Sebastian Mallaby has an article, "A New Brand of Power," in today's Washington Post. In it he talks about how a company's "brand" may well be worth more than it's bricks and mortar. He goes on to postulate that corporations are now tackling problems that government fears to tackle.
He points out some examples, including Starbucks providing health benefits to part time employees and Walmart trying to reduce their energy consumption and become a greener company.
It may well be that we have entered a new age. Government seems to be uninterested in regulating corporations on a number of levels so the only pressure for corporations to change is when their brand is in danger.
What an interesting twist, governments have given away so much power, corporations are assuming the mantel of power and responsibility.
Unfortunately a lot of harm can take place because compliance is uneven, and corporations are really accountable to no one other than their stockholders. While Apple Computer may make the super cool iPods, just because they're making cool stuff doesn't mean they'll be doing other things that we as consumers might want them to do. I recently wrote a post on my other blog, Applepeels, which details some of the corporate management style that I saw at Apple. When it comes to measuring organizations for cronyism, my money would be Apple if we put them against FEMA. I don't trust these guys to make decisions beyond the product they ship.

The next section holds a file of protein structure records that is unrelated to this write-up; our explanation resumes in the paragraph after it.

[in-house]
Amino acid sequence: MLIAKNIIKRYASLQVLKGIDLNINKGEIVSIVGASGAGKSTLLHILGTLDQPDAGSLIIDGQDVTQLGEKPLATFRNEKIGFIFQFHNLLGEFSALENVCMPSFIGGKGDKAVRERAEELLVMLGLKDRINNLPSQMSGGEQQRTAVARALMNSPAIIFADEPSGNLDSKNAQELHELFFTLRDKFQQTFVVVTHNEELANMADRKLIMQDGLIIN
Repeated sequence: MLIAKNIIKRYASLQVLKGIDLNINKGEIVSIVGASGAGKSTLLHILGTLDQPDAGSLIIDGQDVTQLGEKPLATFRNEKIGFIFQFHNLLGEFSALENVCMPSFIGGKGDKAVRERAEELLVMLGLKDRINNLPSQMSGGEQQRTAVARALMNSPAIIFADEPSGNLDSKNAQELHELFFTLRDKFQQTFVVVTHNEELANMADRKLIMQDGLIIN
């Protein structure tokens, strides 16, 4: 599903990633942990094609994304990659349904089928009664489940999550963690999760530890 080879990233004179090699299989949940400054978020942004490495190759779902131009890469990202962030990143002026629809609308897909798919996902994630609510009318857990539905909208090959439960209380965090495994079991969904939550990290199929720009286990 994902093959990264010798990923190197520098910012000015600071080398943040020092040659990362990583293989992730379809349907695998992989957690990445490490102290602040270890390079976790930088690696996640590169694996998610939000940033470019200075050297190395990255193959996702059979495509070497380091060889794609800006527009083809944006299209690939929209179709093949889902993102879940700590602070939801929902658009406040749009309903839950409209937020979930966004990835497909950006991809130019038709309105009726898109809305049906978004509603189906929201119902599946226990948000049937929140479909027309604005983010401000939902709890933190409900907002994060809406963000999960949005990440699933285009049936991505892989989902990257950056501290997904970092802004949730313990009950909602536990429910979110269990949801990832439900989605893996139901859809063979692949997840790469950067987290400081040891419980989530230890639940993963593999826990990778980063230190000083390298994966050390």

There's much potential for good among corporations, but I don't think we should be putting our faith in corporate organizations that can and do as they please with little or no real accountability to us.
I hope our government improves from it recent dismal performance. It takes more than a few giant companies worrying about their brands to fix the problems that we face. We have a history of government that can rise to the challenge. We will get past this bunch of incompetents.
I would also worry that with the number of brands shrinking we might have less choice in the world, but I thing the smaller and more agile world of small business is likely the place where most of our innovation will come from in the future. That's a good thing, since small business is much more responsive to the communities where they are located.
Beyond on this political power shift, there are other serious things to worry about. No only is our educational system not up to snuff, but we have also lost the Bratwurst eating record. This is a sad day in Wisconsin. You can check out the article, "Japanese man eats record 58 brats in Wisconsin contest," in SJ Mercury News.